Co-housing study and guide to issues:

In 1993 study, “All groups expressed interest in some form of equity co-ownership because they recognized its necessity for securing financing. For the same reason, no group was considering co-operative housing, other than full equity.”

Community land trusts are typically non-profit organizations that are set up and maintained to act as stewards of land they own on behalf of the community. A land trust can ensure the long-term use of land; protect the common investment in perpetuity; and promote resident control and ownership of housing.”

“A co-housing group could set up a land trust that would own a parcel of land, leasing plots to individual group members. Individual members could maintain ownership of “improvements” they make to the property, such as housing and other buildings; while the land trust could maintain ownership of common improvements used by all members of the group, such as a daycare facility or dining hall. A community land trust may provide access to land that might not otherwise be available to a co-housing group.”

“The land trust may also be able to make land available at a reduced rate, thereby increasing the affordability of the housing built on it. In addition, the land trust organization can develop policies to control resale and resident turnover, as well as land-use planning and modification, to ensure that the goals of the cohousing group are met.”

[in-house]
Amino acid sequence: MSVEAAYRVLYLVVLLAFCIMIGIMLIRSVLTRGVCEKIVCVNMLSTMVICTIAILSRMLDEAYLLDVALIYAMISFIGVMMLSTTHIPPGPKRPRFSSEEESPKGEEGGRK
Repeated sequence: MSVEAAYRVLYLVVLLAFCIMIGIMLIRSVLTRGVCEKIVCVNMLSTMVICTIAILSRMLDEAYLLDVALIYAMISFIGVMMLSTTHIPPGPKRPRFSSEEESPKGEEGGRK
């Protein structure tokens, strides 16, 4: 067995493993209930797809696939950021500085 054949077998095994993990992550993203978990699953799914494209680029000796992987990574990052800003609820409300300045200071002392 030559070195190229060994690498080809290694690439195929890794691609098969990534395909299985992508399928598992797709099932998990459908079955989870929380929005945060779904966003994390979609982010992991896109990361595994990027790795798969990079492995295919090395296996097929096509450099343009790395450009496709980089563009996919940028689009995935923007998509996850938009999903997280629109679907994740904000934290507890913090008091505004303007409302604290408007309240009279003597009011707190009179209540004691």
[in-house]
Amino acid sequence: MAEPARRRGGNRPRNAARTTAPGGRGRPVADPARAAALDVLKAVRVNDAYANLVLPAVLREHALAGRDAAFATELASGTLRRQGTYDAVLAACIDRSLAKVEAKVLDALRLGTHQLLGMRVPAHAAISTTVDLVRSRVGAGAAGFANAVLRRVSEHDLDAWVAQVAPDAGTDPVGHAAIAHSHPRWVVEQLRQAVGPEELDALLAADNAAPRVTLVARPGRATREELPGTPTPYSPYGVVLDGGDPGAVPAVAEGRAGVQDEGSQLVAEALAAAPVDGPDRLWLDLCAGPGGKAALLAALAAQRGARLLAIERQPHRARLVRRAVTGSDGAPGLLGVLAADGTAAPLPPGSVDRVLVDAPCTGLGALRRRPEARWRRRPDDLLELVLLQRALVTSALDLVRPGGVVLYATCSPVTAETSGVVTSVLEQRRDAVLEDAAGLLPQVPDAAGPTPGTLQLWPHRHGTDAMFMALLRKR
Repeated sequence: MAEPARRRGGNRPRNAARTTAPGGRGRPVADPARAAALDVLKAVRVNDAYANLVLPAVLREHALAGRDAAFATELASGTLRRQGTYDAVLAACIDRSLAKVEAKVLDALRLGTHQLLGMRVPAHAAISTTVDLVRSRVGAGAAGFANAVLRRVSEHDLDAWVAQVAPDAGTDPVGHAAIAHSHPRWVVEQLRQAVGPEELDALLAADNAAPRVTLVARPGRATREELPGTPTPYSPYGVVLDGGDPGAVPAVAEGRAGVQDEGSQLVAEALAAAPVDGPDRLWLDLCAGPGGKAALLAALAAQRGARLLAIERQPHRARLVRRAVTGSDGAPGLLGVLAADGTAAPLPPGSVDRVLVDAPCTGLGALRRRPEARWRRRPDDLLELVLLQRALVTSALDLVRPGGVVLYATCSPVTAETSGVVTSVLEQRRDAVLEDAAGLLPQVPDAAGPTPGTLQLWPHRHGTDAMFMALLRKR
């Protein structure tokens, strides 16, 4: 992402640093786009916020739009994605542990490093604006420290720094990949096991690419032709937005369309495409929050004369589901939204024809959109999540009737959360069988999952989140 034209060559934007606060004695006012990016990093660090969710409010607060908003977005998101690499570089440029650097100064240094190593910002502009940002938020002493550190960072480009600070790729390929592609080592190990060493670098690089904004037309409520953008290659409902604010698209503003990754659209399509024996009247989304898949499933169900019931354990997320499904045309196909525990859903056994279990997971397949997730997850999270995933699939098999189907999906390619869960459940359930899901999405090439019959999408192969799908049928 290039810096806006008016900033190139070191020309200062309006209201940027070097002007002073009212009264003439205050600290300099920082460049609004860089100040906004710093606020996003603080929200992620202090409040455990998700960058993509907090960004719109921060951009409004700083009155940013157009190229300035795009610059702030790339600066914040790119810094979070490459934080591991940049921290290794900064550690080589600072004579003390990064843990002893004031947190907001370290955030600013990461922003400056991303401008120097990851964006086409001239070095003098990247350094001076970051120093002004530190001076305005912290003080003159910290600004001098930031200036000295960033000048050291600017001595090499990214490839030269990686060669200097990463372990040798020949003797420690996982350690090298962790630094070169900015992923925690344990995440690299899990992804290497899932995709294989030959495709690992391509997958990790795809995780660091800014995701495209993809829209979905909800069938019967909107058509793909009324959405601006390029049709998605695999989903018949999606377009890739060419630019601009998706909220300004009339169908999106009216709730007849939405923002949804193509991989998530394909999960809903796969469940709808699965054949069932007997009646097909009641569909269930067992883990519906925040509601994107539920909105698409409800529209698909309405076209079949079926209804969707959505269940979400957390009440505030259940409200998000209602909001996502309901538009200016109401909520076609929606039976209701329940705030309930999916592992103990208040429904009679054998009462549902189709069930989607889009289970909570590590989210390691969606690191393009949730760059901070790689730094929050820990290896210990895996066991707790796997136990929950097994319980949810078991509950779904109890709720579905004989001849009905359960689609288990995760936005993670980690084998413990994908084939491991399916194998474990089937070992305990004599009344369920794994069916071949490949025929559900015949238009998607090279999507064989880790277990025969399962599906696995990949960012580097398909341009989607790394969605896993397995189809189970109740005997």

Says two big issues for some municipalities are density (if they want to protect rural land) and rules around how much land must exist around a house that uses a well or septic system; some had trouble because they wanted too many homes to share a single system or well. In Halton they managed to work it out by maintaining the required acreage over the whole property as opposed to individually.

Peterborough County official plan:

“To ensure opportunities for a range of housing options and support services for seniors and people with special needs throughout Peterborough County; to ensure adequate land is designated by local municipalities to accommodate anticipated growth for future residential development over a ten year period.”

A Dream for Co-Housing in Peterborough, 2015 — Linda Viscardis, whose daughter is disabled, and architect Scott Donovan


“Ownership is freehold and each co-owner is registered on title/deed as a Tenant in Common. Our homes are private and controlled by the co-owners of the property. You can live in a co-owned home because you own an undivided interest in the property or in some cases we may have a suite to rent depending on the home and the situation.”

“All co-owners have a freehold interest. That interest is registered on the title/deed and together they share the home and all the operating expenses of the home. Each percentage interest is individually mortgage-able and sell-able. So the security of knowing that you can sell your interest is as simple as calling your real estate agent.”

“Co-ownership refers to the agreement that governs the home it is like a condo agreement. The co-ownership agreement in a co-housing shared home governs the rules and regulations of the home and how to get in safely, stay in, and get your investment back out when you want or need to leave the shared home.”